Derek Martin: The British Equivalent of Anglophile
By Larry Jaffee
LONDON—Last issue I gave you a taste of my mid-April meeting with
Derek Martin (Charlie Slater) at an upscale Kensington hotel. That
article merely scratched the surface of our conversation, as you can
see from below. During the course of it, we exchanged "Walford
Gazettes." As it turns out, Derek serves as editor of a weekly
newsletter distributed to castmembers and crew at the BBC studio.
"It's not a proper newspaper like yours," he said, making my day. I
start the dialogue by telling him how I watched the previous night's
WG: Since the EastEnders episodes we see in the states is five years
behind the U.K., more than half the cast seems to have changed. It was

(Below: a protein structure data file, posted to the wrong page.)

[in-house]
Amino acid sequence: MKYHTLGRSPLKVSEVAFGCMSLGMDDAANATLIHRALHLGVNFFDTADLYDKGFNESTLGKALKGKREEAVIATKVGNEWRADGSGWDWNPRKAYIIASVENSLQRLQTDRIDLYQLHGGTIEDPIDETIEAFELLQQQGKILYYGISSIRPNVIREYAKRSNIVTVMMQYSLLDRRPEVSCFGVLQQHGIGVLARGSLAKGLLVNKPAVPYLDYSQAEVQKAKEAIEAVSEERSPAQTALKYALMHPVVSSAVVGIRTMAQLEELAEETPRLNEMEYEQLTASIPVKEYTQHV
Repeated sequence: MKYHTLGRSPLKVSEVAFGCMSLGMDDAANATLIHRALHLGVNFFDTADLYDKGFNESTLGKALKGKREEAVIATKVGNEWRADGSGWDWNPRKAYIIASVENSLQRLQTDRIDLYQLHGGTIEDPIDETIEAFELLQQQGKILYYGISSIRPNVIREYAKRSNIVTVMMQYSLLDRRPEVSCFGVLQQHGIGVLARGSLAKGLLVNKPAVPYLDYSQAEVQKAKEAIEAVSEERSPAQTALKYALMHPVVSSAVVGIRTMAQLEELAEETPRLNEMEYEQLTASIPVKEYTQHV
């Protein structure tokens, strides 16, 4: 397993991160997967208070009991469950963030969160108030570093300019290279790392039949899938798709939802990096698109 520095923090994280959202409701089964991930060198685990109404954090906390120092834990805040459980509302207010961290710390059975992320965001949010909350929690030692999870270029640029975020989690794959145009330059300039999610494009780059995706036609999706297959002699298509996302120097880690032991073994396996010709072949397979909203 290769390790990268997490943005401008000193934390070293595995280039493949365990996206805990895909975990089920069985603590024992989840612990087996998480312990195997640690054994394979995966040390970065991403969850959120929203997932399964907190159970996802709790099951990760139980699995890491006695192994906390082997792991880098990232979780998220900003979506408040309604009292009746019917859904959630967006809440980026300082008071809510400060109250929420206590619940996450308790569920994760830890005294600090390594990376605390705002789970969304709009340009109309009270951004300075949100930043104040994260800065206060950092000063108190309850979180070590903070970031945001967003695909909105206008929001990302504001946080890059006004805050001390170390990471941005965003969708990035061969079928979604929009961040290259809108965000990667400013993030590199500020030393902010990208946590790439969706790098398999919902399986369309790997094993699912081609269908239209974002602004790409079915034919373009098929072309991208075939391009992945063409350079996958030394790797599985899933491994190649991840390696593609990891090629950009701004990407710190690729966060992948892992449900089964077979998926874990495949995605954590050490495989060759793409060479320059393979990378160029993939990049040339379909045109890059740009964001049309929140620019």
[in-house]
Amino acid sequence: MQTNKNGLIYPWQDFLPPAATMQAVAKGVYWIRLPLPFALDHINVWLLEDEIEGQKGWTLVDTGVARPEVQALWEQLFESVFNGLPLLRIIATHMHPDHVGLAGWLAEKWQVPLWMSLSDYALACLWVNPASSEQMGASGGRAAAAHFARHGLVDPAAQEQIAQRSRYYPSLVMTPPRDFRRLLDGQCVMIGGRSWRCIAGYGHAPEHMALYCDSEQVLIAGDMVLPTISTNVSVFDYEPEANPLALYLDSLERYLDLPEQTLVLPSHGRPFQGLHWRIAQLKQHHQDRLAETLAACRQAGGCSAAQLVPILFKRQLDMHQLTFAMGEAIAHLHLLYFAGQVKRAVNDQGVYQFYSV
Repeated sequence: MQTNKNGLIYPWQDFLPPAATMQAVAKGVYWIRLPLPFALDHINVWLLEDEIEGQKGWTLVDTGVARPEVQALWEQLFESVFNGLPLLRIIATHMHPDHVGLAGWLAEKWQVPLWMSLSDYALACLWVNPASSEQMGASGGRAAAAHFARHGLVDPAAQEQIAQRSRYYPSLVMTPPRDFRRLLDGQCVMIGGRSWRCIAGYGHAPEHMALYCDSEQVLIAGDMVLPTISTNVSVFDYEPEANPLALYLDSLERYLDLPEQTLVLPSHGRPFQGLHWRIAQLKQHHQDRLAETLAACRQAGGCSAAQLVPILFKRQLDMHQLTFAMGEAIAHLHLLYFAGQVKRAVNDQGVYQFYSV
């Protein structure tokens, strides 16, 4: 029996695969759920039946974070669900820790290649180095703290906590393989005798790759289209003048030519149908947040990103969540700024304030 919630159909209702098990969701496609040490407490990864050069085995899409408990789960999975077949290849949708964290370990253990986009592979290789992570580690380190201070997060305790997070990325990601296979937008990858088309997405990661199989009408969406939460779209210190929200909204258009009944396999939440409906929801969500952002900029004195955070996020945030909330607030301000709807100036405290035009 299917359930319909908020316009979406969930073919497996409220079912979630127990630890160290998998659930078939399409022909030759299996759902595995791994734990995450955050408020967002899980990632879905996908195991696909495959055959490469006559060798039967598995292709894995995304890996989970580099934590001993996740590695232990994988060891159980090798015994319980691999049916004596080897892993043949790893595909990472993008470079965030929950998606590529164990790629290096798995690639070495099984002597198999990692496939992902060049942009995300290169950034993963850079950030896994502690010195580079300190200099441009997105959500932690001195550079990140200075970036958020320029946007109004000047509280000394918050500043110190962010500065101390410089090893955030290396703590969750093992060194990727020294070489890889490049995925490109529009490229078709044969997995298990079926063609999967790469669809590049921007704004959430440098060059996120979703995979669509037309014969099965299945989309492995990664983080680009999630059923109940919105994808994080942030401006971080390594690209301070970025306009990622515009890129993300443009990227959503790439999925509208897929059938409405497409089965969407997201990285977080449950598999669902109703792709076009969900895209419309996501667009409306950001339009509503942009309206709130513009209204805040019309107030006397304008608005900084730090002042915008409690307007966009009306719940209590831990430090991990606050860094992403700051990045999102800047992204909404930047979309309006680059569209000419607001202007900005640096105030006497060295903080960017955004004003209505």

nice to finally see a recognisable face — yours. You must have one of
the longer tenures on the show these days.
DM: Eight years this July. Besides Adam, Barbara, Pam, Steve and June,
WG: You come from the East End.
DM: Yes, born and raised in Bow.
WG: How similar was Bow to Walford in the way it's depicted?
DM: It's very similar the way it's built—the terraced houses, the
local pub. But the East End now has changed completely from what it
was. In the 1950s and 1960s—that's Walford. Now 50 percent of the East
End is made up of Asian residents. In the East End, the shmata
(clothing) trade was predominantly Jewish. When we'd have fish on
Fridays, my mum would cook with matzoh meal, not bread crumbs. We used
to have a Jewish cake at Christmas. By the 1970s, that was gone. It's
now the Asian shmata trade, know what I mean?
WG: You worked as a stuntman before becoming an actor. What was the
most dangerous stunt that you were involved in?